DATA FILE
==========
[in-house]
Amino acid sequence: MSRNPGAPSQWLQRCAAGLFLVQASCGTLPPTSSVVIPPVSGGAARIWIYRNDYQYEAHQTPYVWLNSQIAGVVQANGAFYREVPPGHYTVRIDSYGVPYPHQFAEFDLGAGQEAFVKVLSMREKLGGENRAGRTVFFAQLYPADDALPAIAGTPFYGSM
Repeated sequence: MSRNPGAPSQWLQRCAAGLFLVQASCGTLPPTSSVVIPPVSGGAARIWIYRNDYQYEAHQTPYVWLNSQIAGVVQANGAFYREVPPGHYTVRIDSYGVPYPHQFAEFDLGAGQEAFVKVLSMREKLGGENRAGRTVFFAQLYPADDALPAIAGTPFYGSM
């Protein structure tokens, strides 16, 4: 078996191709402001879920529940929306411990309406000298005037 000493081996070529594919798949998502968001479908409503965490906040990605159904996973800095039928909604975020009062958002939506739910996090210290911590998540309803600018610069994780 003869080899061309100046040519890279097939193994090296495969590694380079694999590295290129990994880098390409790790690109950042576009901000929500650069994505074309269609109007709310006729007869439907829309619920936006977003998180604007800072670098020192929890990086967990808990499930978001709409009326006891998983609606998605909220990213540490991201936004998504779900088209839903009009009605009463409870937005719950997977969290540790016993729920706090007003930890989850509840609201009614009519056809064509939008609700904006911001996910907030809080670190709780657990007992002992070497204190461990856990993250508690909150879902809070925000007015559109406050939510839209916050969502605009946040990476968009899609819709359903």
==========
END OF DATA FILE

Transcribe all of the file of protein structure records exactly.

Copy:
[in-house]
Amino acid sequence: MSRNPGAPSQWLQRCAAGLFLVQASCGTLPPTSSVVIPPVSGGAARIWIYRNDYQYEAHQTPYVWLNSQIAGVVQANGAFYREVPPGHYTVRIDSYGVPYPHQFAEFDLGAGQEAFVKVLSMREKLGGENRAGRTVFFAQLYPADDALPAIAGTPFYGSM
Repeated sequence: MSRNPGAPSQWLQRCAAGLFLVQASCGTLPPTSSVVIPPVSGGAARIWIYRNDYQYEAHQTPYVWLNSQIAGVVQANGAFYREVPPGHYTVRIDSYGVPYPHQFAEFDLGAGQEAFVKVLSMREKLGGENRAGRTVFFAQLYPADDALPAIAGTPFYGSM
């Protein structure tokens, strides 16, 4: 078996191709402001879920529940929306411990309406000298005037 000493081996070529594919798949998502968001479908409503965490906040990605159904996973800095039928909604975020009062958002939506739910996090210290911590998540309803600018610069994780 003869080899061309100046040519890279097939193994090296495969590694380079694999590295290129990994880098390409790790690109950042576009901000929500650069994505074309269609109007709310006729007869439907829309619920936006977003998180604007800072670098020192929890990086967990808990499930978001709409009326006891998983609606998605909220990213540490991201936004998504779900088209839903009009009605009463409870937005719950997977969290540790016993729920706090007003930890989850509840609201009614009519056809064509939008609700904006911001996910907030809080670190709780657990007992002992070497204190461990856990993250508690909150879902809070925000007015559109406050939510839209916050969502605009946040990476968009899609819709359903």